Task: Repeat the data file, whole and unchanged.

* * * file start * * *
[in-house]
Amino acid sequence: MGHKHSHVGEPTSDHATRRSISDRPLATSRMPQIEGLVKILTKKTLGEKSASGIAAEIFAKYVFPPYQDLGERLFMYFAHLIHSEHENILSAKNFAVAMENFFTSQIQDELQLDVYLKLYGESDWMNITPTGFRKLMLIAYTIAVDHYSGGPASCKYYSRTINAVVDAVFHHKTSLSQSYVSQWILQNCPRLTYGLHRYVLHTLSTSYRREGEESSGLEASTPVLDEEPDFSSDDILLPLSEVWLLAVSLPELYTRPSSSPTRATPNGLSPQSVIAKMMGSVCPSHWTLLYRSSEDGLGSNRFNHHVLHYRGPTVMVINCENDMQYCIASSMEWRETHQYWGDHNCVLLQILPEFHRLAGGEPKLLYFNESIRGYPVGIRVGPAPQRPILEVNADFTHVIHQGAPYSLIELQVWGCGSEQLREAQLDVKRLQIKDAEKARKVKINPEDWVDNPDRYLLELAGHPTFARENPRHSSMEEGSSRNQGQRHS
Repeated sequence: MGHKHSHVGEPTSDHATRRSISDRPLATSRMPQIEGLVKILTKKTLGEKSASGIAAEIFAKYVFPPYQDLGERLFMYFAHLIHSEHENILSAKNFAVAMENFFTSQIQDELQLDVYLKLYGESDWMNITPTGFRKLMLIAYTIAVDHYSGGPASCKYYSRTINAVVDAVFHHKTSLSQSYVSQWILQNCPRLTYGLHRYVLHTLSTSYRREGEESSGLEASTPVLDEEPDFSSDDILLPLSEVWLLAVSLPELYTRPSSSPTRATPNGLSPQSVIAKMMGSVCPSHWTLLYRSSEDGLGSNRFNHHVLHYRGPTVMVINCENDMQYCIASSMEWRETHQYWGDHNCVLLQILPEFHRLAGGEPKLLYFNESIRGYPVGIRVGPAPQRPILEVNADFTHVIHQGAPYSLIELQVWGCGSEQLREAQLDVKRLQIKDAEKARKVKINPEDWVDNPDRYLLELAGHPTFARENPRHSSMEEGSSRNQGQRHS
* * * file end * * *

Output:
[in-house]
Amino acid sequence: MGHKHSHVGEPTSDHATRRSISDRPLATSRMPQIEGLVKILTKKTLGEKSASGIAAEIFAKYVFPPYQDLGERLFMYFAHLIHSEHENILSAKNFAVAMENFFTSQIQDELQLDVYLKLYGESDWMNITPTGFRKLMLIAYTIAVDHYSGGPASCKYYSRTINAVVDAVFHHKTSLSQSYVSQWILQNCPRLTYGLHRYVLHTLSTSYRREGEESSGLEASTPVLDEEPDFSSDDILLPLSEVWLLAVSLPELYTRPSSSPTRATPNGLSPQSVIAKMMGSVCPSHWTLLYRSSEDGLGSNRFNHHVLHYRGPTVMVINCENDMQYCIASSMEWRETHQYWGDHNCVLLQILPEFHRLAGGEPKLLYFNESIRGYPVGIRVGPAPQRPILEVNADFTHVIHQGAPYSLIELQVWGCGSEQLREAQLDVKRLQIKDAEKARKVKINPEDWVDNPDRYLLELAGHPTFARENPRHSSMEEGSSRNQGQRHS
Repeated sequence: MGHKHSHVGEPTSDHATRRSISDRPLATSRMPQIEGLVKILTKKTLGEKSASGIAAEIFAKYVFPPYQDLGERLFMYFAHLIHSEHENILSAKNFAVAMENFFTSQIQDELQLDVYLKLYGESDWMNITPTGFRKLMLIAYTIAVDHYSGGPASCKYYSRTINAVVDAVFHHKTSLSQSYVSQWILQNCPRLTYGLHRYVLHTLSTSYRREGEESSGLEASTPVLDEEPDFSSDDILLPLSEVWLLAVSLPELYTRPSSSPTRATPNGLSPQSVIAKMMGSVCPSHWTLLYRSSEDGLGSNRFNHHVLHYRGPTVMVINCENDMQYCIASSMEWRETHQYWGDHNCVLLQILPEFHRLAGGEPKLLYFNESIRGYPVGIRVGPAPQRPILEVNADFTHVIHQGAPYSLIELQVWGCGSEQLREAQLDVKRLQIKDAEKARKVKINPEDWVDNPDRYLLELAGHPTFARENPRHSSMEEGSSRNQGQRHS